Glaze topping (optional):
3/4 cup confectioners sugar
2 Tablespoons non-dairy milk
1/2 teaspoon vanilla

Preheat oven to 350 degrees F.  Lightly grease a 16x9 inch pan.
Sift together the flour, baking powder, cinnamon, ginger, and salt in a large bowl.  In a separate bowl, mix together non-dairy butter, brown sugar, maple syrup, peanut butter, non-dairy milk, and vanilla until smooth.  Add wet ingredients into dry and mix until just combined.  Fold the chopped apples into the batter.  Pour the batter into the prepared pan.
Bake 25 - 30 minutes or until a toothpick inserted in the center of the pan comes out mostly-clean, and the top of the cake springs back when touched.  Allow to cool for at least 15 minutes before slicing.
While the bars are cooling, make the glaze.  Mix together all ingredients until smooth.  Pour evenly over the bars.  The glaze will harden up in the refrigerator, or you can eat it right away as long as you don't mind gooey fingers!

Tips and tricks:

1. Make this recipe even healthier by substituting 1/2 of the all-purpose flour with whole wheat pastry flour or white whole wheat flour.

2. Let's talk apples - to be honest with you, I'm not even sure what type of apples I used for this recipe, since we picked several different types at the farm.  I know we came home with Gala, Cortland, and Honey Crisp, so there was probably a mixture of all of those in the bars.  As I have said before in my post about Ninja Applesauce (found HERE in case you were wondering), the only type of apple I recommend against cooking/baking with is the Delicious variety.  I know there are more complicated schools of thought on this, with specific types of apples that are best for pies, applesauce, cakes, etc., but I can't remember all that.  In Fur-Ninja-Land, it's simple: Delicious = bad.  Everything else = good.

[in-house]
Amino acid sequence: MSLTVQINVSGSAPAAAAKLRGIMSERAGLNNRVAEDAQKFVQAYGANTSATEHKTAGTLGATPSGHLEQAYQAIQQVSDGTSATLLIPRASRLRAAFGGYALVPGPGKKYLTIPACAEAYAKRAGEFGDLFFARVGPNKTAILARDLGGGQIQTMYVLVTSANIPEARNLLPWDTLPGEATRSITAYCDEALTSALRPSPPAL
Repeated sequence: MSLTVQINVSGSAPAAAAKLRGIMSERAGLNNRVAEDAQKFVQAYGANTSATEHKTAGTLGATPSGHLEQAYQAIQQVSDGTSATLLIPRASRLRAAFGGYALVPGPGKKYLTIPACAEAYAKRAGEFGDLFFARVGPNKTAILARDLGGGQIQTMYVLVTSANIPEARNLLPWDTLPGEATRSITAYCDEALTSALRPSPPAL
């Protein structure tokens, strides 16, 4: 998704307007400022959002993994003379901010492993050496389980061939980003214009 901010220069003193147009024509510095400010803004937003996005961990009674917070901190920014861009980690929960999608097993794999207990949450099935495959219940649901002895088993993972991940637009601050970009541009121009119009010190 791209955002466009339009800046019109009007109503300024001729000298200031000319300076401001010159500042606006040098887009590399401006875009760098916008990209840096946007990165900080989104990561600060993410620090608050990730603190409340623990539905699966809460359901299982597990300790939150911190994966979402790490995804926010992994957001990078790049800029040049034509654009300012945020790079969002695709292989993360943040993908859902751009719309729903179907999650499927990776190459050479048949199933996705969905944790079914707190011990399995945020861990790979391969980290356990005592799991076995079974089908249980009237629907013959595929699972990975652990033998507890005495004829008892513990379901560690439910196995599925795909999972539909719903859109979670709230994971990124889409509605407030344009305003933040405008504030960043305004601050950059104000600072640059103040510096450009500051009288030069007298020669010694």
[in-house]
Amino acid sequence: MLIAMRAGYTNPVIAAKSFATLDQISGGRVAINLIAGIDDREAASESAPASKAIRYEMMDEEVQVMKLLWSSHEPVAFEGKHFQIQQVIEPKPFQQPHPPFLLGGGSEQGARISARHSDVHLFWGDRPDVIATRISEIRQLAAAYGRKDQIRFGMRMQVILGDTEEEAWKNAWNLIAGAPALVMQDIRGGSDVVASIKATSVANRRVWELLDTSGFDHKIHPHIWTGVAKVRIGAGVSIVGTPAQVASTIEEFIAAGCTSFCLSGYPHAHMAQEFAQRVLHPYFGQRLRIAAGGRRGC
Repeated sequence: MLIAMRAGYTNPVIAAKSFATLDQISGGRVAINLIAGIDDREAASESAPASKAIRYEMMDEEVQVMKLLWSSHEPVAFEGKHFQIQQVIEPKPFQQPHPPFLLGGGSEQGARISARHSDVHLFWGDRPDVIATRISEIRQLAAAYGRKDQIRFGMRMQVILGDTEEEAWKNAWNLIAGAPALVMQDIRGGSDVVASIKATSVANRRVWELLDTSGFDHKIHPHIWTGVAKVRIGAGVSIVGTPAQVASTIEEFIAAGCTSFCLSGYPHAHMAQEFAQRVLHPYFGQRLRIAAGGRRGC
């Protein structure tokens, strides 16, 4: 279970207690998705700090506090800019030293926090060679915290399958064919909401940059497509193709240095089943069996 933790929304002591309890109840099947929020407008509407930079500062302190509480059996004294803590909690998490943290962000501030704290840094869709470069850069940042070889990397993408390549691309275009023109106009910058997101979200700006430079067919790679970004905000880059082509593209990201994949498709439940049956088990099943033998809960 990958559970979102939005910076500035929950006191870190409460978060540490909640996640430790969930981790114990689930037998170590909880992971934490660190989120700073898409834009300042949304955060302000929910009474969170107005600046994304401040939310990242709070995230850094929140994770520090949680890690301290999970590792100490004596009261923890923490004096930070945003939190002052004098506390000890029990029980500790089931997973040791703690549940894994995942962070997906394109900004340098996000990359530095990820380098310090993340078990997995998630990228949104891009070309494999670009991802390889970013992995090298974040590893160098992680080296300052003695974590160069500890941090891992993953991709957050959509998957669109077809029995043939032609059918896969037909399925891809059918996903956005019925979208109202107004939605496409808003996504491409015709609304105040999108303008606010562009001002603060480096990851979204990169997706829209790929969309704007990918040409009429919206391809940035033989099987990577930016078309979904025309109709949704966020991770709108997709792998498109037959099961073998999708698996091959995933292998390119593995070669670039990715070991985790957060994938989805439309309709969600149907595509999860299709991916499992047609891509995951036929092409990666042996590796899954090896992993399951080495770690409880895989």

3. Going against my own "heck no; I'm not peeling this [insert name of produce here]" rule: I peeled the apples for this recipe because I was feeding it to kids, and because I thought the texture of peels in these rather fluffy, cake-like bars wouldn't necessarily be a good thing.  If you'd like to leave your peels on, more power to you.

That's all for now.  Recipe for ninja chocolate chip cookies, curried vegetable and rice soup with kale, and Fur Ninja's own recipe for cheezy spread (perfect for vegan grilled cheese sandwiches!) up soon.  Also, attempt #2 on vegan mayo was undertaken in the Fur Ninja kitchen last week.  We're getting closer to the goal of delicious, homemade, egg-free mayo here, folks, but some more experimentation is needed before we declare this mission accomplished.  Hopefully that will soon be a success and be posted in the blog as well.

Until next time, ninjas - snuggle with the one you love and some good food!


The Fur Ninja